How Long Until the Lower East Side Turns Into 1980s Soho?

by Corinna Kirsch on February 4, 2015 Feature + Newswire

Orchard Street, site of occasional crowds. Image courtesy Art in America.

Orchard Street, site of occasional crowds, in 2013. Image courtesy Art in America.

Over the course of the last ten years, the Lower East Side has transformed from an immigrant working-class neighborhood to a home for boutique enterprises. This is not new. But the Lower East Side, particularly on Orchard Street, appears to be undergoing shifts that might provide some clues to understanding what the LES might look like in the years to come. South Orchard remains a pleasant place to work during the daytime, for art dealers in particular, but those who live there or operate at night, have more to fear from a nightlife-heavy crowd.

To state the obvious, Orchard Street already has the feel of “Soho-lite.” That is, what it was like some 30-odd years ago: boutiques, galleries, shiny cobblestone streets, and artists. Just look at the pristine cobblestone streets. The shiny cobblestones on the two-block strip of Orchard below the Tenement Museum were installed in the 1990s by Sion Misrahi, a local developer who hoped to scrub out the grit of the Lower East Side and transform it into a Disneyfied historic district.

Then, in 2007, Misrahi told the New York Times he had changed course.

“We decided to rent to bars and restaurants,” said Misrahi, “who would bring in the hipsters and change the neighborhood.”

Choosing hipsters over history has not fared well with community activists. Diem Boyd, a longtime member of LES Dwellers, a group focused on curbing liquor licenses, told me: “Turning neighborhood after neighborhood into homogenized ‘Bourbon Streets’ catering to weekend transients from the suburbs strips the city of its historically rich and diverse cultural and artistic capital.”

Gallery tenants, in comparison, expressed that the LES has yet to turn into a boozy playground.

“I live and breathe this Jewish ghetto,” UNTITLED’s Joel Meisler told me. He lives just two blocks away; he and the gallery plan on staying. The gallery has a long-term lease; they also happen to have some of the highest ceilings on the block.

Sammy the suit salesman is still here,” Meisler said.

It’s like Soho in the 1970s and 1980s, for some Orchard Street dealers, who expressed that the neighborhood is one of the few places where walk-ins, unfamiliar with the gallery will purchase art.

It’s not just random foot traffic, though, that guides the current crop of dealers in the area; there’s a different type of collector who follows the Orchard Street path.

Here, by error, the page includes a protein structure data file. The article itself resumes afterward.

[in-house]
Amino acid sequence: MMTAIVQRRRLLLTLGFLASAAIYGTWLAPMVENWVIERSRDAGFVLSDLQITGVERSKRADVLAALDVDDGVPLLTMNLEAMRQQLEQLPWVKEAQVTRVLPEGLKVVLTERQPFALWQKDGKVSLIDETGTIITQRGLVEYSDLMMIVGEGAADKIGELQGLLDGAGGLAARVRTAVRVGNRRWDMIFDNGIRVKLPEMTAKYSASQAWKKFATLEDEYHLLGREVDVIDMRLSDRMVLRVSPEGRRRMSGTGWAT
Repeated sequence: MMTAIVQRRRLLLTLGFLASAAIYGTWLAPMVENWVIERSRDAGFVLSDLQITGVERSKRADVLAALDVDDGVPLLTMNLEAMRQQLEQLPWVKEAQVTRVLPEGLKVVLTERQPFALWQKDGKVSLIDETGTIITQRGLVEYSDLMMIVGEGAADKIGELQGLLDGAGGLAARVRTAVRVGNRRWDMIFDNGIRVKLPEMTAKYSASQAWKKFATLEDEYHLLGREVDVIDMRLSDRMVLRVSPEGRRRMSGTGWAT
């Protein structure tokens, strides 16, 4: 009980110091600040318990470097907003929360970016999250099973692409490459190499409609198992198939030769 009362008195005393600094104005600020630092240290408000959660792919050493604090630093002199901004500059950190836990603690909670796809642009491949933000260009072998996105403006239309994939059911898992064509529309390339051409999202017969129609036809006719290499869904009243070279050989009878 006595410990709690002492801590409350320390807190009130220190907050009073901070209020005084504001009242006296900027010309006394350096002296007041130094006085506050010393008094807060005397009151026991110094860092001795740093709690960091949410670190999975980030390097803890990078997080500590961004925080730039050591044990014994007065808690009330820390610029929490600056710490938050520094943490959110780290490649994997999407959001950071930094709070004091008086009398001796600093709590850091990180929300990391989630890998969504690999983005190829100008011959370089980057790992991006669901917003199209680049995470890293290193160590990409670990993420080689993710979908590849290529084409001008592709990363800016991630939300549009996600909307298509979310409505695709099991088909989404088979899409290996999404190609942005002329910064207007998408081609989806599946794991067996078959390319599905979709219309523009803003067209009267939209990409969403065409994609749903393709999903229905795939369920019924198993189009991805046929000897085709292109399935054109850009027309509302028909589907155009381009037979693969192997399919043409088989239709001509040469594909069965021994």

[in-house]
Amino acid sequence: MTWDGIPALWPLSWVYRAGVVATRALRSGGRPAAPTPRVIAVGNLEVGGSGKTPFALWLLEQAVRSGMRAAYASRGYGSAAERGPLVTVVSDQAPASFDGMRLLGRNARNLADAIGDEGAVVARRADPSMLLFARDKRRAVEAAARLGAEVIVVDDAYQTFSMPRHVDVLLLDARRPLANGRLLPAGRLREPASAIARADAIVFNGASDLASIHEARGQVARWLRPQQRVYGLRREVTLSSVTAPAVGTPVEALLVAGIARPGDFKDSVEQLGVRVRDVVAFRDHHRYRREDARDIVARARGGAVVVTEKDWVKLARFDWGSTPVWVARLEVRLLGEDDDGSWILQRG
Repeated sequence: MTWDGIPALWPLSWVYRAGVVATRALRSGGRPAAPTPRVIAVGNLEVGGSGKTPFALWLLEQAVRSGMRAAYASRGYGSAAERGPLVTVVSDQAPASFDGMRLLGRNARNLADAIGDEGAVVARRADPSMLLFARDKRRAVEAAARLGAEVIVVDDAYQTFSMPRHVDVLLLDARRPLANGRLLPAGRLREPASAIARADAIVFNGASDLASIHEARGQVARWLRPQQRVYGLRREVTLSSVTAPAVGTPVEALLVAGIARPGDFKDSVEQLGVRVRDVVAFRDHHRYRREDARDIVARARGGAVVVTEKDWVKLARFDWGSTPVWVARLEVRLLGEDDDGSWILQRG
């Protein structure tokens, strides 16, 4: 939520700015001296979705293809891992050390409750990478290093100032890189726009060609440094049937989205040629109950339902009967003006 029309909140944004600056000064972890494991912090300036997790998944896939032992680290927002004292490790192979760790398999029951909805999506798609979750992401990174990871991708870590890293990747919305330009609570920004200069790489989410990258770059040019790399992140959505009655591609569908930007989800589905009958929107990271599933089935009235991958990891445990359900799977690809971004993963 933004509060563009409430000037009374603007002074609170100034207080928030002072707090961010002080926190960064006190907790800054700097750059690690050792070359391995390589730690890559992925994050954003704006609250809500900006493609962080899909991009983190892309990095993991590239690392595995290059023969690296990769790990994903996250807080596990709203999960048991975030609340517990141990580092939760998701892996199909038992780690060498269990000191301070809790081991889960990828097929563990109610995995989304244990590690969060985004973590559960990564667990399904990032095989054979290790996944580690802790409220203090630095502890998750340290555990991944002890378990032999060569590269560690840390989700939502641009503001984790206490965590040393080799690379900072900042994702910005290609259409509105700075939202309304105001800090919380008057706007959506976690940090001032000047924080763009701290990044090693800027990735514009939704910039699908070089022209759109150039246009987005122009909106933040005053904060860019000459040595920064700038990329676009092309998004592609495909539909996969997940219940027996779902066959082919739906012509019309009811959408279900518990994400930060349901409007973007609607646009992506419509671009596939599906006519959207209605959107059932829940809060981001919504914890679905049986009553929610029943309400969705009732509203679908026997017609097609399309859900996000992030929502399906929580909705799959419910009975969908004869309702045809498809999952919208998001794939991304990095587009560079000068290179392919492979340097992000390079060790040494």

“It’s an easy go-to,” said Michael Foley, of Foley Gallery, referring to the art crowd. “The street has become nearly synonymous with the Lower East Side gallery scene.”

His previous location, at Allen and Broome, was away from the well-trodden path of LES visitors and gallery goers. Moving to 59 Orchard Street has solved that problem.

Still, condo dwellers in the Lower East Side help contribute to that foot traffic. Those visitors might not be expert in the language of art collecting, but they are receptive to it. I spoke with one Bond Properties broker who has spent close to a decade showing and selling million-dollar condos at 50 Orchard Street. In all her years of working the condo circuit, she has never had a client who was an avid art collector, dealer, or artist.

“However, they definitely like and participate in the cultural ‘vibe’ of being near galleries,” she commented over email.

While foot traffic continues to be strong, and with an art-inclined audience, all tenants seem wary of the neighborhood becoming too boozy. They’ve seen it happen in “Hell Square,” a stretch of nine blocks between East Houston and Delancey Streets and Allen and Essex Streets, with over 35 bars. Art galleries maintain daytime hours, excluding openings, making it harder to gauge the effects of nightlife on residents.

Tuan Bui, co-owner of the Vietnamese restaurant An Choi at 85 Orchard, lives down the street from his place of business. He’s apprehensive about the encroachment of nightlife, but sees how his neighboring tenants appreciate having “diversity in the mix: laundromats, people, and bars.” As for art dealers, Bui could not say who they were by name. “I know them more by faces,” Bui told me. “But I think the restaurants and bars have more of a support network.”

The most anticipated change to lower Orchard, for all tenants, will be the arrival of a new 105-room hotel at 54 Canal, home to the landmark Jarmulowsky Bank building. The luxury establishment has been slated for a late 2015 open, but that seems unlikely given the sluggish renovation project. In October 2014, Bowery Boogie reported that the New York Department of Buildings issued a stop-work order after scaffolding broke loose from the building’s exterior, landing on adjacent property.

Though the hotel’s future remains unknown, the rest of the real-estate market continues to swell with higher rents. The best marker for where the Lower East Side stands in comparison to Soho lies with the numbers: According to the 2014 MNS Manhattan Rental Market Report, the average rental price in Soho increased by 10.1 percent from 2013. In comparison, the Lower East Side experienced a 6 percent increase. Overall, rental prices in Manhattan went up by approximately .29 percent. Rents still swing upward in the LES, but they have not caught up with Soho—yet.

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